Check out These Facts on Hearing Loss, Speech, and Kids

Loss of hearing can occur during childhood, adolescents, or even at birth. In fact, nearly 12 percent of kids age 6 through 19 have noise induced hearing loss according to the American Academy of Audiology.

Of all birth defects, hearing loss presents itself more often than any other congenital defect in the United States.

In fact, the American Speech and Language Association reports that approximately 12,000 babies are born each year with hearing loss.

Kids with hearing impairment can benefit greatly from early diagnosis and treatment. – Early detection is vital. When hearing loss is caught early, children’s language skills develop normally. Studies have shown that infants whose hearing loss is detected after 6 months of age did comparably worse on language skill development compared to infants where the loss was detected and treated before 6 months.

Childhood hearing losses aren’t necessarily lifelong.
– Children can experience hearing loss from many factors, some are reversible such as an ear infection or a build up of earwax in the middle ear. Medical treatment or minor surgery could be the solution to some hearing loss issues, but early intervention is vital. When ear infections are not treated promptly, there is a risk of permanent hearing loss so medical treatment should be sought promptly.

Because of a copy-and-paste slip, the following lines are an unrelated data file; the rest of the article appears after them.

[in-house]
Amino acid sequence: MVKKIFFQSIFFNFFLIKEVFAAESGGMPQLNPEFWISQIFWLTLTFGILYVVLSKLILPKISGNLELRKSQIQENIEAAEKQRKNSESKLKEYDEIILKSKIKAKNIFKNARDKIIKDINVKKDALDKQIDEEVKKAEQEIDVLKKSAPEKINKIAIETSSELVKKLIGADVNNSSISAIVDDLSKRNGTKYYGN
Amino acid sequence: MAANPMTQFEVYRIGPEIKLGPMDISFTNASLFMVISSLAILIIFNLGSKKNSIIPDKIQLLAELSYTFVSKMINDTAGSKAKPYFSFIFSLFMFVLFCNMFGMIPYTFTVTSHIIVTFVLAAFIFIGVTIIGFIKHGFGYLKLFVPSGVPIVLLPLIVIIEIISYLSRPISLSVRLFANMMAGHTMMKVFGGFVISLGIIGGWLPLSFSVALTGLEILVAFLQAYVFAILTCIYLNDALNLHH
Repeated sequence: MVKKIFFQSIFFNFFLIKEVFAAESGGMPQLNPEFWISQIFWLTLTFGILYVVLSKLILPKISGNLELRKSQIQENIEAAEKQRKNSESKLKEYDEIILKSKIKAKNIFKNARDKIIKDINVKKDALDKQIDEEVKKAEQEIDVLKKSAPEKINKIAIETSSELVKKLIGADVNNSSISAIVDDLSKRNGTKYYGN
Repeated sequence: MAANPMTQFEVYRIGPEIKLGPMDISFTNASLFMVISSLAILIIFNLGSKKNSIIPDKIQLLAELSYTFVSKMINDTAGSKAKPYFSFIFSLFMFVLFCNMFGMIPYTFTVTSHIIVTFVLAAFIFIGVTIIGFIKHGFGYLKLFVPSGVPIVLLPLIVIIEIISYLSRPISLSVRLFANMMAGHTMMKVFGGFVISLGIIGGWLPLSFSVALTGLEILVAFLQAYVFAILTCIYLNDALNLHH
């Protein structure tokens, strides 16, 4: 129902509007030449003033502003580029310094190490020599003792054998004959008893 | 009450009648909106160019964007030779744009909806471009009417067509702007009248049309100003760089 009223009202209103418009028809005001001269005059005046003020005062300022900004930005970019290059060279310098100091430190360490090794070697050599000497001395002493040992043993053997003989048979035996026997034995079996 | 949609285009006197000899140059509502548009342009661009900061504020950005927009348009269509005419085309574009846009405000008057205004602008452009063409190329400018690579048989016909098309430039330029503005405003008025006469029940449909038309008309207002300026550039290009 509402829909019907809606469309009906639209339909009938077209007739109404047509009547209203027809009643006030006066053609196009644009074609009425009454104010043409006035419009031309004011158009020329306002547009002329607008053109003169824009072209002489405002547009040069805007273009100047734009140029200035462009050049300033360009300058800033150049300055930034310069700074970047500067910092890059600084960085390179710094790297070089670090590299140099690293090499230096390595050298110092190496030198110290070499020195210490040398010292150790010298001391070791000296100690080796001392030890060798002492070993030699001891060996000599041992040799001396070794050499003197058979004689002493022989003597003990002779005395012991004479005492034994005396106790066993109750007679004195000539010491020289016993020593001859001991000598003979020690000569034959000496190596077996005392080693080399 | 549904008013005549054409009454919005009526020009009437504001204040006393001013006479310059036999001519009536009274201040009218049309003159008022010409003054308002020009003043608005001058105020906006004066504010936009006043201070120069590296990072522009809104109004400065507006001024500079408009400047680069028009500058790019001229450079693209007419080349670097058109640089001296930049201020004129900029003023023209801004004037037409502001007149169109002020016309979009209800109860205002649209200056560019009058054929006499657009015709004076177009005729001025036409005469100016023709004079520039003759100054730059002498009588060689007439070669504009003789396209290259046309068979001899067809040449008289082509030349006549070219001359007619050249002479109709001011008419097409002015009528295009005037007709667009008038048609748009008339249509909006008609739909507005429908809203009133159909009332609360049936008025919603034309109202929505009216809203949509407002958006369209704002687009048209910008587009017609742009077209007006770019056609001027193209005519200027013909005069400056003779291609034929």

Permanent hearing loss can be avoided. – It may be surprising to note that noise related hearing loss is 100 percent avoidable. Using protective ear plugs or ear muffs is a must for protecting kids from noise induced hearing loss. Also, parents should lower the volume on stereos and other electronics.

Speech and reading skills may be adversely affected by hearing loss. – Language development in the brain of children is at its highest level between age 0 and 3. Hearing is vital to normal speech development because this process begins in young children with the ability to listen. In order for children to learn proper reading skills, they must first develop good language skills.

Hearing loss signs and symptoms are often times initially observed by parents.
– Parents are many times the first to notice symptoms of hearing loss in infants such as: no reaction to noises made by toys or not making babbling sounds like normal infants. When babies are nine months or older you should notice that they understand and respond to basic requests and mimic sounds and noises made by others. To learn more about recommended screenings and benchmarks to evaluate normal hearing in young kids, consult a hearing specialist or audiologist.

The site information is for educational and informational purposes only and does not constitute medical advice. To receive personalized advice or treatment, schedule an appointment.